Become the Voice of 3.5 million of Puerto Ricans affected by Hurricane Maria!
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Voice of Puerto Rico is a grassroots network of volunteers composed of economists, environmentalists, lawyers, law enforcement officials, mental health professionals, researchers, scientist, spiritual leaders, and students. In order for Puerto Rico to fully recover from this terrible disaster, we should use our resources and skills to become a voice for the 3.5 voiceless Americans residing in the island of Puerto Rico. We also represent the sentiments of approximately 100,000 Puerto Ricans residing in the State of Virginia per the (US Census), whom after several weeks trying to reach our families we still feel hopeless and defenseless towards this mass devastation.
We are doing this because, as you might already know early on September 20th, 2017 a powerful category 4 with winds of 150 mph, Hurricane Maria made landfall in the US Territory of Puerto Rico. As result, 3.5 million US Citizens have become victims of one of the worst humanitarian crisis in modern history. Several weeks after the storm, these US Citizens, who can travel freely into the United States and can vote in the Presidential primaries plus are protected by the same Bills of Rights as any other American born citizens of the United States, are not receiving the support they deserve. There are little power, potable water, and many towns are yet to receive any support. These American Citizens of what was once a flourishing island, are lacking the most basic needs, which are the essential access to food and water, medical accessibilities, and educational services. It is estimated that the power in Puerto Rico will be out for months and the communications in the island are strained. Damages in the infrastructure of the island have made it difficult for the average citizen to travel. Most hospitals are running on generators with limited amounts of fuel and supplies. There has been over a hundred death accounted for but the numbers keep increasing and rising as they keep clearing the debris and rubble from town to town. Experts believe the death toll could reach into the hundreds. Some 4,500 troops and National Guard members are on the ground in Puerto Rico assisting with the efforts to distribute goods and help with services. The Coast Guard and Army Corps of Engineers are working to reopen more ports on the islands, as well as FEMA has more than 800 people on the ground coordinating relief efforts. There have been reports that millions of meals and millions of liters of water have been distributed within the island each day and more try to arrive per each day. On September 26, the US Navy announced the USNS Comfort, a combat surgical hospital ship, was in route to Puerto Rico.Despite the current military, FEMA presence, assistance aid and recovery efforts they are not sufficiently reaching those who need it the most. Making the humanitarian crisis decline every day.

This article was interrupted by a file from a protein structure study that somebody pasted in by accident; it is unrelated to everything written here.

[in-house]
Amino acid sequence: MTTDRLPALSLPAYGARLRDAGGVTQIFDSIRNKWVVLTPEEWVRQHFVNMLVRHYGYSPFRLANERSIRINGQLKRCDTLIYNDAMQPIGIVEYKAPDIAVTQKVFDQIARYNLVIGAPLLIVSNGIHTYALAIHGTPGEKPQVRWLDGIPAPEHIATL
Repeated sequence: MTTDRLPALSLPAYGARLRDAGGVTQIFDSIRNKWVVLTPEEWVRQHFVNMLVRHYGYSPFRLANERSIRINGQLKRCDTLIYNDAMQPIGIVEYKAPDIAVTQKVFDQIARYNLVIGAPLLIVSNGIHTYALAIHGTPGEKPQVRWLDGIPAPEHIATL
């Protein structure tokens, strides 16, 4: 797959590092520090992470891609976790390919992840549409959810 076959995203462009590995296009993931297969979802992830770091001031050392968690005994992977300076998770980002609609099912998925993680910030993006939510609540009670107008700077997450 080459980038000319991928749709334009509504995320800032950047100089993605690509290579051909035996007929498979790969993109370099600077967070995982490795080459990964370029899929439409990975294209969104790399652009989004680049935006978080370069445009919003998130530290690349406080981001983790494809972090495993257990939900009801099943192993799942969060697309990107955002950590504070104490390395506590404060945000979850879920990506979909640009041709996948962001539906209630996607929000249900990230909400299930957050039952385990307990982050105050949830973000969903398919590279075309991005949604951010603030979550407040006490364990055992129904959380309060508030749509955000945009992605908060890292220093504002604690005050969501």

How can Congress help? They can help help develop and support a comprehensive recovery package that must included the following:
-Immediate Goals: Increase spending and oversight of FEMA and other aid organizations to help restore the island. Current relief efforts are inefficient and inadequate. Rural areas of PR are, not only without power and/or roof, but are also needing food, clean water, items of first need, and medical and mental health assistance. It is also important that FEMA and other relief entities continue to improve its efficiencies in the island.
-Short-Term Goals: Lift the Jones Act, for a minimum of 6 months, to allow neighboring countries to provide support. Lifting the Jones Act in a permanent way will allow Puerto Rico to trade with neighboring countries without the double taxation the Jones Act creates, as well as boosting the tourism industry.
-Long Term Goals: Implement a Marshall Plan, similar to the one implemented in Europe after WWII.A comprehensive plan for helping rebuild the island will be needed in Puerto Rico to bring the island back to a healthy state.
Why is this important?
We have learned from similar natural disasters such as Katrina and Sandy that it is important to recognize when recovery efforts are not succeeding. Not duplicating the same mistakes is a key component to avoid failure, eliminate corruption and waste.
Today: Gisela is counting on you
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